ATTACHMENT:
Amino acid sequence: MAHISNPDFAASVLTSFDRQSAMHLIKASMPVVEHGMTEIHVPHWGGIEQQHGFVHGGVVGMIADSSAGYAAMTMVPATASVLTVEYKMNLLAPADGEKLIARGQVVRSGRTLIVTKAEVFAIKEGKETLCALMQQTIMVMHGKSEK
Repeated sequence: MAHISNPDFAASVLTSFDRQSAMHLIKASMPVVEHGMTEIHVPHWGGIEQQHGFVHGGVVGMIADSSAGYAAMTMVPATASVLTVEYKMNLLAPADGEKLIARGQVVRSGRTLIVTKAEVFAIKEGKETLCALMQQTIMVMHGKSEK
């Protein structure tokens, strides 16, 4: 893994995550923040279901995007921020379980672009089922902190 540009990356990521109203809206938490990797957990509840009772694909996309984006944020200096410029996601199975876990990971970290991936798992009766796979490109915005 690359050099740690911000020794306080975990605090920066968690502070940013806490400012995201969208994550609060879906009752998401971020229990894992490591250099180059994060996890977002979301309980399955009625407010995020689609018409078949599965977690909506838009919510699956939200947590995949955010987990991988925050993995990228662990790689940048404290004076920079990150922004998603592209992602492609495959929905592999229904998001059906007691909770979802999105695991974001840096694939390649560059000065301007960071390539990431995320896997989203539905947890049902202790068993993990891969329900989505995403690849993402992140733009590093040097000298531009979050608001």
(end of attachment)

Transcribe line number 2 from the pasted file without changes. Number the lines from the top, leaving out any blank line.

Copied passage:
Repeated sequence: MAHISNPDFAASVLTSFDRQSAMHLIKASMPVVEHGMTEIHVPHWGGIEQQHGFVHGGVVGMIADSSAGYAAMTMVPATASVLTVEYKMNLLAPADGEKLIARGQVVRSGRTLIVTKAEVFAIKEGKETLCALMQQTIMVMHGKSEK